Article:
So for me, I didn’t feel free, I felt like it was a great view, a perfect scenery, followed by extreme anxiety that I needed to get back on the track because I didn’t want to be the last one to get to the ending point. Especially because it was my first endeavour, and who wants to be the last one to finish anyway?

We finally reached the end, had to down a lot at “down-downs,” because it was my birthday in the same month, for being newbies, for wearing my feelings on my shirt (my shirt read “it’s ok to have a bad day”) and for being in Changhua for 3 years and only now joining the hash. Needless to say I forgot about feeling free and beautiful sceneries, I forgot about being content, I forgot about slaves and celebrity crushes, I just got drunk and continued living my life, as I did before.

I guess I’m trying to figure out if one can actually be free, even though attempting to reach the feeling. If you had the perfect occupation, the perfect family situation, if you, or your race, culture, religion, sexual preference, or any other defining factors in your life are not marginalised or discriminated upon, would you ever feel, or be free?

I was speaking to a friend about the topic and she asked me what I thought being free actually was. She asked me “is it the deep breath you take before you hit the top, or is it the view at the top.” To which we both had different answers, which proves that freedom means something different to each and every one of us. But my question is; what if every single aspect or object that you perceive as holding you back from being free, just suddenly evaporates into the air, would you actually feel free? Or are we just programmed to chase after something that we’ll never achieve?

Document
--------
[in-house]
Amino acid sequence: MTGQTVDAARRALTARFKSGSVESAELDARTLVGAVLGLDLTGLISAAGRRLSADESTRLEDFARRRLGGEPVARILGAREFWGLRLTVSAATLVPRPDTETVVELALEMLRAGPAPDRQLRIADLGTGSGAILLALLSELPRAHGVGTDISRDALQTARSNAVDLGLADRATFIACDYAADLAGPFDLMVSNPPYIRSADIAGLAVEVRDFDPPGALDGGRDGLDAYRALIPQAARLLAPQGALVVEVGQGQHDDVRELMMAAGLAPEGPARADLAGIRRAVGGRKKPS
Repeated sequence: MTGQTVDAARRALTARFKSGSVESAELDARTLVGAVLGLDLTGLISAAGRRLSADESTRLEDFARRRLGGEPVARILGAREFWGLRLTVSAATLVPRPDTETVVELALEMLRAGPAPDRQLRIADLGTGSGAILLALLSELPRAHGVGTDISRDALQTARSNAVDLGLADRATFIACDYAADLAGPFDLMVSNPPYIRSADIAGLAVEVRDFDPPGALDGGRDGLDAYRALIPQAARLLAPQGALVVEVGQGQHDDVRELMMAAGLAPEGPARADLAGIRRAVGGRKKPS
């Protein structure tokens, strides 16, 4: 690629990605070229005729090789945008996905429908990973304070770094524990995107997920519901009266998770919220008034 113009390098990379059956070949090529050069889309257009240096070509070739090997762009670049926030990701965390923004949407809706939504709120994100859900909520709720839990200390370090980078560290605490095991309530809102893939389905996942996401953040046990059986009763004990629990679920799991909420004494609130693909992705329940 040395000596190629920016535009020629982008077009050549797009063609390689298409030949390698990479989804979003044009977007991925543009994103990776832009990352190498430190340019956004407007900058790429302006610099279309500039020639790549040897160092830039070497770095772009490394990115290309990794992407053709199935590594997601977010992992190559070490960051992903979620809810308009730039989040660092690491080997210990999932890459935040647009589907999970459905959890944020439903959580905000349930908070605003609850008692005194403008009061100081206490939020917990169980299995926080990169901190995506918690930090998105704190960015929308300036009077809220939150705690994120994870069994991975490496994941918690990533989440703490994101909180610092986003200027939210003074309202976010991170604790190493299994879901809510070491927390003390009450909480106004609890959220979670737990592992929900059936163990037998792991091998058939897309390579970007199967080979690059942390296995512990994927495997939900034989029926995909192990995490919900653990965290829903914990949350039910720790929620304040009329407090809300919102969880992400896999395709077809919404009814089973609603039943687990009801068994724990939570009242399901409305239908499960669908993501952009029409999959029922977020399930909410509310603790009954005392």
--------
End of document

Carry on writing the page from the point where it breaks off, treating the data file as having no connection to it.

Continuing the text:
To answer the question I asked at the start of this ‘novel,’ No! I don’t feel free at all, and I don’t think I ever will. I could never feel free while any other person, animal, or alien (for that matter) isn’t presented with the option to be free from anything and everything that causes it to perceive its life to be unfree (but I feel like this is also a subject for another day).

I guess what I want you, the reader, to take away from this, is; have you actually ever felt free? or have you ever questioned feeling free? and, if you have, please share your experience with me. I’m eager to be informed. I’m persuaded that there is no such thing as freedom. I’m open to lose a debate because "opinions mean nothing; they may be beautiful or ugly, clever or foolish, anyone can embrace or reject them," but "I have always thirsted for knowledge, I have always been full of questions."

That’s all for now,




© 2019 by Michelle